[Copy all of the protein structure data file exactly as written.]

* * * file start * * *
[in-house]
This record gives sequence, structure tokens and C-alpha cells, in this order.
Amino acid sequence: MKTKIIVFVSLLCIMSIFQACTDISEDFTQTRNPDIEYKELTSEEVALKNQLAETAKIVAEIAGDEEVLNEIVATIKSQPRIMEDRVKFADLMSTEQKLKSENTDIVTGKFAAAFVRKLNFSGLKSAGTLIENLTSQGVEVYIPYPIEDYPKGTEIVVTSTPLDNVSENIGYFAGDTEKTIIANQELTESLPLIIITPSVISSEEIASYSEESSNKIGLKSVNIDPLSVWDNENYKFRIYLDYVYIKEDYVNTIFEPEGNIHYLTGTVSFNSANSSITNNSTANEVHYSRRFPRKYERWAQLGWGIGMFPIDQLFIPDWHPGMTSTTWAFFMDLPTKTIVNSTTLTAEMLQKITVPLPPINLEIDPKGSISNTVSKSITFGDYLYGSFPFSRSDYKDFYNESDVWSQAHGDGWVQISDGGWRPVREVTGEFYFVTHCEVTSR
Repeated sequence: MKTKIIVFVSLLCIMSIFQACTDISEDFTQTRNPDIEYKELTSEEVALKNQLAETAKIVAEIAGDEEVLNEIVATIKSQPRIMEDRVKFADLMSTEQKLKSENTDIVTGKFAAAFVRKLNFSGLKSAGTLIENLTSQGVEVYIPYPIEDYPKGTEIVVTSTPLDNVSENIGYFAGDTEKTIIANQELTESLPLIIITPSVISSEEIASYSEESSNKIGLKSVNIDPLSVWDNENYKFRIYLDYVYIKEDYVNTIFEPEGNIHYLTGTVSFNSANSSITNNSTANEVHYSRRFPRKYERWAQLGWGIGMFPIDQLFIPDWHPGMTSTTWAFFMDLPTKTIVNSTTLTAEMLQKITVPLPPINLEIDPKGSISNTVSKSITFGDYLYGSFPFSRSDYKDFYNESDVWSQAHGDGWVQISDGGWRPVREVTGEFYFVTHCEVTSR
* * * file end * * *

[in-house]
This record gives sequence, structure tokens and C-alpha cells, in this order.
Amino acid sequence: MKTKIIVFVSLLCIMSIFQACTDISEDFTQTRNPDIEYKELTSEEVALKNQLAETAKIVAEIAGDEEVLNEIVATIKSQPRIMEDRVKFADLMSTEQKLKSENTDIVTGKFAAAFVRKLNFSGLKSAGTLIENLTSQGVEVYIPYPIEDYPKGTEIVVTSTPLDNVSENIGYFAGDTEKTIIANQELTESLPLIIITPSVISSEEIASYSEESSNKIGLKSVNIDPLSVWDNENYKFRIYLDYVYIKEDYVNTIFEPEGNIHYLTGTVSFNSANSSITNNSTANEVHYSRRFPRKYERWAQLGWGIGMFPIDQLFIPDWHPGMTSTTWAFFMDLPTKTIVNSTTLTAEMLQKITVPLPPINLEIDPKGSISNTVSKSITFGDYLYGSFPFSRSDYKDFYNESDVWSQAHGDGWVQISDGGWRPVREVTGEFYFVTHCEVTSR
Repeated sequence: MKTKIIVFVSLLCIMSIFQACTDISEDFTQTRNPDIEYKELTSEEVALKNQLAETAKIVAEIAGDEEVLNEIVATIKSQPRIMEDRVKFADLMSTEQKLKSENTDIVTGKFAAAFVRKLNFSGLKSAGTLIENLTSQGVEVYIPYPIEDYPKGTEIVVTSTPLDNVSENIGYFAGDTEKTIIANQELTESLPLIIITPSVISSEEIASYSEESSNKIGLKSVNIDPLSVWDNENYKFRIYLDYVYIKEDYVNTIFEPEGNIHYLTGTVSFNSANSSITNNSTANEVHYSRRFPRKYERWAQLGWGIGMFPIDQLFIPDWHPGMTSTTWAFFMDLPTKTIVNSTTLTAEMLQKITVPLPPINLEIDPKGSISNTVSKSITFGDYLYGSFPFSRSDYKDFYNESDVWSQAHGDGWVQISDGGWRPVREVTGEFYFVTHCEVTSR